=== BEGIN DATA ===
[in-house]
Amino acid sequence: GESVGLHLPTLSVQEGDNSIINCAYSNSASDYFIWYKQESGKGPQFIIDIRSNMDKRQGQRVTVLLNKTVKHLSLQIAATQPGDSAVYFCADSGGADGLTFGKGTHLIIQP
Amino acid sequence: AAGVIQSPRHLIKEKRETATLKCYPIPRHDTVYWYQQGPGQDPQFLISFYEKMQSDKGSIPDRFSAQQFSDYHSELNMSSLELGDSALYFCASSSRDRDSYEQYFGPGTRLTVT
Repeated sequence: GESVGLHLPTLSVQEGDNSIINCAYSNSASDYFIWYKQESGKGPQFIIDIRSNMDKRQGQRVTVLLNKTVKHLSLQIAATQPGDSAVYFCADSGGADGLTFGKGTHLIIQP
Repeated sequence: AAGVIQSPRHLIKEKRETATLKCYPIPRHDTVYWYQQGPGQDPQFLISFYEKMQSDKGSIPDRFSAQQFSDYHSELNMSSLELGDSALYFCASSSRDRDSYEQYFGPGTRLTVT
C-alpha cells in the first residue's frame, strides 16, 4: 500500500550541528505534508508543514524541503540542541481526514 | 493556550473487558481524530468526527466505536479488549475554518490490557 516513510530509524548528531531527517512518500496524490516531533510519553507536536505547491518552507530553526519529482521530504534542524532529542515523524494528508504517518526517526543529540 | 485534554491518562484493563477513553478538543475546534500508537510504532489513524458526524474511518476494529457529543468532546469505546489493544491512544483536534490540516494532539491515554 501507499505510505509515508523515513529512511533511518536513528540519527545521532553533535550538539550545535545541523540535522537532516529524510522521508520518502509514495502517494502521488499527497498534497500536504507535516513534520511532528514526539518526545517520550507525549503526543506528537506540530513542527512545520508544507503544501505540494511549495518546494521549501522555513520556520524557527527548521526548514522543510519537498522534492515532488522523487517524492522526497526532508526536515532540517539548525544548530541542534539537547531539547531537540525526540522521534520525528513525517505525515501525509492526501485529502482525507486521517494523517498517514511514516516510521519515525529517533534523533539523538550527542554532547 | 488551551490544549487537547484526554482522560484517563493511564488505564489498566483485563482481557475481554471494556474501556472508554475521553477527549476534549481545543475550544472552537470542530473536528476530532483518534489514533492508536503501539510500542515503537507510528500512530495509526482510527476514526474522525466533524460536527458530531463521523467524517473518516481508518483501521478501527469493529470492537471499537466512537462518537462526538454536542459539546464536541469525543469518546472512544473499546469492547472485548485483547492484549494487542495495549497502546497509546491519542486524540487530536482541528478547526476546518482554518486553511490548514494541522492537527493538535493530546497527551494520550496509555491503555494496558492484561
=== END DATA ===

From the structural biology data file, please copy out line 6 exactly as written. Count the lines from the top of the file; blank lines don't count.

C-alpha cells in the first residue's frame, strides 16, 4: 500500500550541528505534508508543514524541503540542541481526514 | 493556550473487558481524530468526527466505536479488549475554518490490557 516513510530509524548528531531527517512518500496524490516531533510519553507536536505547491518552507530553526519529482521530504534542524532529542515523524494528508504517518526517526543529540 | 485534554491518562484493563477513553478538543475546534500508537510504532489513524458526524474511518476494529457529543468532546469505546489493544491512544483536534490540516494532539491515554 501507499505510505509515508523515513529512511533511518536513528540519527545521532553533535550538539550545535545541523540535522537532516529524510522521508520518502509514495502517494502521488499527497498534497500536504507535516513534520511532528514526539518526545517520550507525549503526543506528537506540530513542527512545520508544507503544501505540494511549495518546494521549501522555513520556520524557527527548521526548514522543510519537498522534492515532488522523487517524492522526497526532508526536515532540517539548525544548530541542534539537547531539547531537540525526540522521534520525528513525517505525515501525509492526501485529502482525507486521517494523517498517514511514516516510521519515525529517533534523533539523538550527542554532547 | 488551551490544549487537547484526554482522560484517563493511564488505564489498566483485563482481557475481554471494556474501556472508554475521553477527549476534549481545543475550544472552537470542530473536528476530532483518534489514533492508536503501539510500542515503537507510528500512530495509526482510527476514526474522525466533524460536527458530531463521523467524517473518516481508518483501521478501527469493529470492537471499537466512537462518537462526538454536542459539546464536541469525543469518546472512544473499546469492547472485548485483547492484549494487542495495549497502546497509546491519542486524540487530536482541528478547526476546518482554518486553511490548514494541522492537527493538535493530546497527551494520550496509555491503555494496558492484561